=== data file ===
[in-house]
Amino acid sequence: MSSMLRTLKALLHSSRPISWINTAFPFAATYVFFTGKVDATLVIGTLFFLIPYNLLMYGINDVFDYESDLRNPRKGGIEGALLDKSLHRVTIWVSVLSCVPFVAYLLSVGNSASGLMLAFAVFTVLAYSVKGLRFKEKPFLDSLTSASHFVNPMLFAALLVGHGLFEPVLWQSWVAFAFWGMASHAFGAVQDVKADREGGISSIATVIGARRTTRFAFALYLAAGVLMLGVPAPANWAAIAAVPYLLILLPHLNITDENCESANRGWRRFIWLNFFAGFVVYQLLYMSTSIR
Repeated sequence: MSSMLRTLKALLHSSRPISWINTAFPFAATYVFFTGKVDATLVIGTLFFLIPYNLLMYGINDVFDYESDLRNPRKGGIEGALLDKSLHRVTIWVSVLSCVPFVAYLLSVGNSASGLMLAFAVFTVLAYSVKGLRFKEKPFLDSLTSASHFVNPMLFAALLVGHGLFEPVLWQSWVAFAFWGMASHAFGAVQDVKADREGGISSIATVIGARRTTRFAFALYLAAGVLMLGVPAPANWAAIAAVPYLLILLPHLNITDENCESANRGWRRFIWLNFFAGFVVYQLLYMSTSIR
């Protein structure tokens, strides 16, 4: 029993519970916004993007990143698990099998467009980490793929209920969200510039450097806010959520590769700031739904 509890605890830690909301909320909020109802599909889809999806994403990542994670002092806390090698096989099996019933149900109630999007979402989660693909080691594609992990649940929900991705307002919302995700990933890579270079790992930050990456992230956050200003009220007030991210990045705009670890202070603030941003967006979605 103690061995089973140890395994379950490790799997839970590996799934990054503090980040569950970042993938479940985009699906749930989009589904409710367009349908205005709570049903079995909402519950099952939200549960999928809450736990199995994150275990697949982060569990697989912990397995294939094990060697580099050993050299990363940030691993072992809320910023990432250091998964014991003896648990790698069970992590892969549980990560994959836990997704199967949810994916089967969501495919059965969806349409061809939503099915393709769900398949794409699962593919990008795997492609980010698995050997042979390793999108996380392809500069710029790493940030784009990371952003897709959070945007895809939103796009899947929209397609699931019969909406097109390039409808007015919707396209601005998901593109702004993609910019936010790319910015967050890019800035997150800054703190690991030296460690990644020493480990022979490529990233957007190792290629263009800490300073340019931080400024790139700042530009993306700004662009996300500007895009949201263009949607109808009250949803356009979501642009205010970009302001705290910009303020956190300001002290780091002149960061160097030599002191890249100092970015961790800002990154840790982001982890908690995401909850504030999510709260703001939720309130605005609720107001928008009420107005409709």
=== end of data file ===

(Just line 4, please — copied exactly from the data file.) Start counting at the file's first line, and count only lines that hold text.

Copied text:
């Protein structure tokens, strides 16, 4: 029993519970916004993007990143698990099998467009980490793929209920969200510039450097806010959520590769700031739904 509890605890830690909301909320909020109802599909889809999806994403990542994670002092806390090698096989099996019933149900109630999007979402989660693909080691594609992990649940929900991705307002919302995700990933890579270079790992930050990456992230956050200003009220007030991210990045705009670890202070603030941003967006979605 103690061995089973140890395994379950490790799997839970590996799934990054503090980040569950970042993938479940985009699906749930989009589904409710367009349908205005709570049903079995909402519950099952939200549960999928809450736990199995994150275990697949982060569990697989912990397995294939094990060697580099050993050299990363940030691993072992809320910023990432250091998964014991003896648990790698069970992590892969549980990560994959836990997704199967949810994916089967969501495919059965969806349409061809939503099915393709769900398949794409699962593919990008795997492609980010698995050997042979390793999108996380392809500069710029790493940030784009990371952003897709959070945007895809939103796009899947929209397609699931019969909406097109390039409808007015919707396209601005998901593109702004993609910019936010790319910015967050890019800035997150800054703190690991030296460690990644020493480990022979490529990233957007190792290629263009800490300073340019931080400024790139700042530009993306700004662009996300500007895009949201263009949607109808009250949803356009979501642009205010970009302001705290910009303020956190300001002290780091002149960061160097030599002191890249100092970015961790800002990154840790982001982890908690995401909850504030999510709260703001939720309130605005609720107001928008009420107005409709």